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How Much Do Uber Drivers Make?

Uber's hail service is the largest in the US and one of the most popular in the world with a market cap of over $ 75 billion.

Driving people comfortably through the city in their own vehicle sounds like a great sideline to many. Over the past few years, anyone looking to make pocket money on the weekend flocked to the app to become a part-time driver. Because of this, there could be an oversupply of Uber drivers after a few years.

Exactly how much do Uber drivers make now and is it still as good as a source of extra income as it was before?

How Uber Works for Regular Drivers and Uber Eats Drivers

To understand how Uber works for drivers, let's first examine how Uber calculates driver revenue.

It all sounds flexible, and you deserve as much time and effort as you invest. However, there are several hidden costs that can negatively impact a driver's income without them realizing it.

First, in-app promotions apply, but they may be subject to restrictions that are entirely at Uber's discretion.

Next, overhead costs like gasoline, tolls, auto insurance, and routine car maintenance are not covered by Uber. For example, if one day your car breaks down on the motorway, you'll have to pay your own maintenance bill.

Payment: Uber vs. Lyft vs. Traditional Ride-Hailing Drivers

Like many third-party apps that involve vehicles, Uber pays a portion of the fare.

  • For its cheapest carpooling, UberX, Uber is making a 20 percent cut.
  • For Uber Black, its premium luxury ridesharing, Uber takes over 25 percent.
  • For Uber Eats deliveries, Uber picks up 30 percent, a decrease of 35 percent after much criticism from the hotel industry.

Confused about the types of trips Uber has? Check out our guide on the different types of rides Uber offers so you know which type of ride is the best next time you need to go home with your friends.

In comparison, its main competitor Lyft is reducing all trips by 20 percent. Customers have the option to tip their drivers and tips are placed directly in the driver's pocket.

How Much Exactly Do Uber Drivers Make?

We've talked enough about Uber's payout model and the hidden costs that come with it. Now is the time to show how much Uber drivers can make.

Uber drivers on the internet have stated that they make an average of $ 8 to $ 13 an hour. In big cities like Chicago and New York, that number doubles to around $ 16-25 an hour.

Recently, Uber and Lyft also launched a new "Prop 22" benefit program for their US drivers. The program basically requires that their drivers receive 20 percent more than the minimum wage in a pick-up city plus 30 cents per mile for spending.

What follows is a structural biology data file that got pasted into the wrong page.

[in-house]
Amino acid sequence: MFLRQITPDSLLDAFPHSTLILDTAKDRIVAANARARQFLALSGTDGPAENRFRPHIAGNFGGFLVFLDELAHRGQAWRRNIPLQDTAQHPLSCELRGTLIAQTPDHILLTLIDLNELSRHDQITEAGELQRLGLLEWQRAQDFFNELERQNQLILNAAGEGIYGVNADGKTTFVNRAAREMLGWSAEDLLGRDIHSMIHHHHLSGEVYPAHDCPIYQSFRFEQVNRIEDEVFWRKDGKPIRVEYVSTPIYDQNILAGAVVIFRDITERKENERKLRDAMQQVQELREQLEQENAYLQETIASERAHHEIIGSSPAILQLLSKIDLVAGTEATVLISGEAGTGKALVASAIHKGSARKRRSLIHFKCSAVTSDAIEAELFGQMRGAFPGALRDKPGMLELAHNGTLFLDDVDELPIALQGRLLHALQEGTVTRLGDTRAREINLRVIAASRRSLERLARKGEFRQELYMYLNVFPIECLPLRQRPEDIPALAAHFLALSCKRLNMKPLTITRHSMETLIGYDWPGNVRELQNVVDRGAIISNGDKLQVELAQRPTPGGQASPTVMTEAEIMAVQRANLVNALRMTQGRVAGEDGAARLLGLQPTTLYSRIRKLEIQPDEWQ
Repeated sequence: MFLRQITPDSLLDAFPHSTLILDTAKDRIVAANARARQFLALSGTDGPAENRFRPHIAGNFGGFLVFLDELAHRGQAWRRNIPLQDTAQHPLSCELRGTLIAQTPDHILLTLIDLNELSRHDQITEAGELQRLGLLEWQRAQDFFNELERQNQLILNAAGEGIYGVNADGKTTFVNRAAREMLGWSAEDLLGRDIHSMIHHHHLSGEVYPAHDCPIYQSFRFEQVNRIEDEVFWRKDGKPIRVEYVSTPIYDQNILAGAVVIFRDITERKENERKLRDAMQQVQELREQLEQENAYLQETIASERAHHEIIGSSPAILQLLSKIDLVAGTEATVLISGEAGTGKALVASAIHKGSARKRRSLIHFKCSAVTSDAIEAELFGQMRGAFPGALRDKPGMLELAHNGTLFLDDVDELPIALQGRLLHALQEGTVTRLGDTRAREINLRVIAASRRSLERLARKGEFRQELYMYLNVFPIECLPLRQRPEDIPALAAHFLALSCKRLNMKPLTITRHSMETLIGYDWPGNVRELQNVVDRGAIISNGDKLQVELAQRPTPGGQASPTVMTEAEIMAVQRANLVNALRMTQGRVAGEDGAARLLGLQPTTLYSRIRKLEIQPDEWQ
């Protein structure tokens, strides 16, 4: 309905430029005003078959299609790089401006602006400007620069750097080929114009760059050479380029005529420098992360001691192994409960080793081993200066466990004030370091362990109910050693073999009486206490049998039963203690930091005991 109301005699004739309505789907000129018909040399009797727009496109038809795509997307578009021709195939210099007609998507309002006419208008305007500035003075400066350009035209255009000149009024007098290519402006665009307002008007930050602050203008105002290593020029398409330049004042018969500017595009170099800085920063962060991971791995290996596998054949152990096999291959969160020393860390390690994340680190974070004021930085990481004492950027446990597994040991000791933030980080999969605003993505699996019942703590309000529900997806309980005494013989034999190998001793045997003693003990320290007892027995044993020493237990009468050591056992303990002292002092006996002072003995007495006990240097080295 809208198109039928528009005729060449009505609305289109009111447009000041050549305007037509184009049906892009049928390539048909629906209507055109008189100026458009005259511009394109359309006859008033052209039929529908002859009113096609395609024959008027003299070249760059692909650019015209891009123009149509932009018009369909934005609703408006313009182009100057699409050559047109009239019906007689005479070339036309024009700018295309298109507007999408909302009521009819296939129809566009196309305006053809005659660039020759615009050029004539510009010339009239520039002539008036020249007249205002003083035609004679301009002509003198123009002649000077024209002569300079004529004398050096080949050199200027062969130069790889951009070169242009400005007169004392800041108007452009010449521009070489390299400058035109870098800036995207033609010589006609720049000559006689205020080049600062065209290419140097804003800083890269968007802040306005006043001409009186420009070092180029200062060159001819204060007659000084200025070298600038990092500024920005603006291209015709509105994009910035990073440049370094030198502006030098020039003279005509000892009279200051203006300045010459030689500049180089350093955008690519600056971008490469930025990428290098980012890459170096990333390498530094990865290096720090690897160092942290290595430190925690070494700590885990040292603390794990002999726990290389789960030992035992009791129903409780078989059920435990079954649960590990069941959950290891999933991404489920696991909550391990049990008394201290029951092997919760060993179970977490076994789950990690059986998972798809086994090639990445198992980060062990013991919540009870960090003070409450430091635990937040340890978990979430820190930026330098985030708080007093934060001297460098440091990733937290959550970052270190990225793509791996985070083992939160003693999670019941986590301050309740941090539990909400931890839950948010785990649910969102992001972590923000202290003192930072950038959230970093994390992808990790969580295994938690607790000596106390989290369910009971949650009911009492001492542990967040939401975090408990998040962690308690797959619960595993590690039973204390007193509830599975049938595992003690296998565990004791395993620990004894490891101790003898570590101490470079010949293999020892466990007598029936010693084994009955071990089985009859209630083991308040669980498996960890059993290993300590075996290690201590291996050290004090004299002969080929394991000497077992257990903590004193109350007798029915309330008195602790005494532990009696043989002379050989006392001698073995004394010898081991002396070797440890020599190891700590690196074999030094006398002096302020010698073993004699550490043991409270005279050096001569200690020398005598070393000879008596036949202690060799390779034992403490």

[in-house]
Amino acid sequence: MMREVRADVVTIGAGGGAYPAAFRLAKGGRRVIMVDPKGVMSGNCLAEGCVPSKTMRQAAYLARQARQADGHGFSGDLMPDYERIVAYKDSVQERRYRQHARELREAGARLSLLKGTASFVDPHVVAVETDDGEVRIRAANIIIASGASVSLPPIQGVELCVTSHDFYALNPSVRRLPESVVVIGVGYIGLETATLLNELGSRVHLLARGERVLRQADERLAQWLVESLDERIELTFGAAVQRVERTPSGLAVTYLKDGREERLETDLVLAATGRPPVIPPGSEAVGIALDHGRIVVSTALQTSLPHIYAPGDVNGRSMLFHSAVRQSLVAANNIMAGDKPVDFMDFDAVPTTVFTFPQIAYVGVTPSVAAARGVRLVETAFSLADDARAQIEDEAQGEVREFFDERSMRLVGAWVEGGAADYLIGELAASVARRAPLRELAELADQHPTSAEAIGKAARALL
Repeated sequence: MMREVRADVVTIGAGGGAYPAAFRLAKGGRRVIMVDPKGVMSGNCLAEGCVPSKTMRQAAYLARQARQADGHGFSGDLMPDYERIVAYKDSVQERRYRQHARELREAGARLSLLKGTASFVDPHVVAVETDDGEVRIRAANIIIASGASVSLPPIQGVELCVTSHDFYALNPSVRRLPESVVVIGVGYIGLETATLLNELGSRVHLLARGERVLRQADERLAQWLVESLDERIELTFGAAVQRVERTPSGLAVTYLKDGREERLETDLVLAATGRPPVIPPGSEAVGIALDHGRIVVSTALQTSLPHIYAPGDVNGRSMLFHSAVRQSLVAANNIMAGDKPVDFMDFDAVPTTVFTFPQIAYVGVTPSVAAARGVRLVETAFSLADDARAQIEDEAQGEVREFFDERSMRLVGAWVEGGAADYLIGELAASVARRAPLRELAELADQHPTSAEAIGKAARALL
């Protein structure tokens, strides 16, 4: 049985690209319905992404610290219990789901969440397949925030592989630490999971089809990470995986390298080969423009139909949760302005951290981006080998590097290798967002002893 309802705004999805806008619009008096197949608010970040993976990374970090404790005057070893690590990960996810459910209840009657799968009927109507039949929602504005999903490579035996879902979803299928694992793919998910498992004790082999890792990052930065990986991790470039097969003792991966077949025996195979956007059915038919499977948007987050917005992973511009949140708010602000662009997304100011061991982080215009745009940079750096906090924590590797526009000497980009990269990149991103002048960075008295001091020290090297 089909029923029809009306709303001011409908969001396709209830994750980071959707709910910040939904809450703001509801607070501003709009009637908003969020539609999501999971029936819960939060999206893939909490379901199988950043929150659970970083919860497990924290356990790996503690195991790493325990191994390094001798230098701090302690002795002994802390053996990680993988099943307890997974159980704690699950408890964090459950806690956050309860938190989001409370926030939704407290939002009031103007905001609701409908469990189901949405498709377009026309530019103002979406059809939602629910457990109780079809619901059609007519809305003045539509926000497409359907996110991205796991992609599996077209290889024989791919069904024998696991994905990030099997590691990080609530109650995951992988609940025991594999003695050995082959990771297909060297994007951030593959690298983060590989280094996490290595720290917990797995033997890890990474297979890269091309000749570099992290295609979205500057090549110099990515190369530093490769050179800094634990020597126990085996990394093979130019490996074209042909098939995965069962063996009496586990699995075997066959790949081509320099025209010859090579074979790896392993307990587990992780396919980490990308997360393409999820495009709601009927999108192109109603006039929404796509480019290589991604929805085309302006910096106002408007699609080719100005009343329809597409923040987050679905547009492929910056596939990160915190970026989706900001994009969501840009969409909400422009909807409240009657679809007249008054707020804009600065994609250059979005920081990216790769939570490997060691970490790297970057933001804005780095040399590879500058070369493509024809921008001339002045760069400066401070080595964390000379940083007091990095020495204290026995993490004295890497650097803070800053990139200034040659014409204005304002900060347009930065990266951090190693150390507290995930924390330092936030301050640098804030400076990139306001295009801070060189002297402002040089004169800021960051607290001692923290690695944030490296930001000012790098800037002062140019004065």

For example, in California, the minimum wage is $ 14, so Uber drivers must pay at least $ 16.80 per hour plus the cost per mile. Lyft has also introduced a similar benefit program.

Statistics from the US Bureau of Labor show that taxi drivers and chauffeurs make about 80 percent of the earnings of Uber drivers. If you do the math, it averages $ 6.40 to $ 10.40 an hour, or $ 12.80 to $ 20 an hour in major cities.

This isn't as bad as you probably imagined, but as the hours pile up you will see a huge gap between both incomes.

The advent of hailstorm apps didn't exactly destroy traditional taxi services, but it actually lowered the wages of traditional taxi drivers. Given Uber's continued dominance in the global hail shipping industry, the saturation of Uber drivers in the market is likely to put more pressure on the traditional hourly wages of traditional taxi drivers and chauffeurs.

Does Uber pay its drivers fairly?

Does Uber compensate its drivers fairly?

Honestly it is it's hard to say . Whether or not you can earn a sustainable income as a rideshare rider depends entirely on how long you work, the distance you cover, and how often the Uber app is used in your area.

To maximize their income, it's common for Uber drivers to use other hail and / or grocery delivery apps like Lyft, DoorDash, and Postmates at the same time. You can drop an Uber passenger off at 5:10 PM, then pick up a DoorDash order nearby at 5:20 PM.

In terms of worker protection, Uber drivers are considered self-employed, so there isn't much for them when it comes to employee benefits. In contrast, taxi drivers employed by traditional hail shipping companies are entitled to basic benefits such as insurance.

However, this situation is changing.

Uber recently introduced a health grant for its drivers, where drivers can apply for a grant of up to 100 percent. However, drivers must submit documentation to demonstrate that they are the primary policyholder of an insurance plan, and the scholarship requires an average of 15 active driving hours per week for drivers to be eligible. Lyft does that too.

Be an Uber driver

Working as an Uber driver certainly has its own perks, with flexibility being the biggest draw for many who want an extra stream of income. The latest benefit program and health insurance subsidies could make the job more attractive to those interested.

If you're looking to sign up as an Uber driver, weigh the pros and cons and write down the hidden costs before you begin.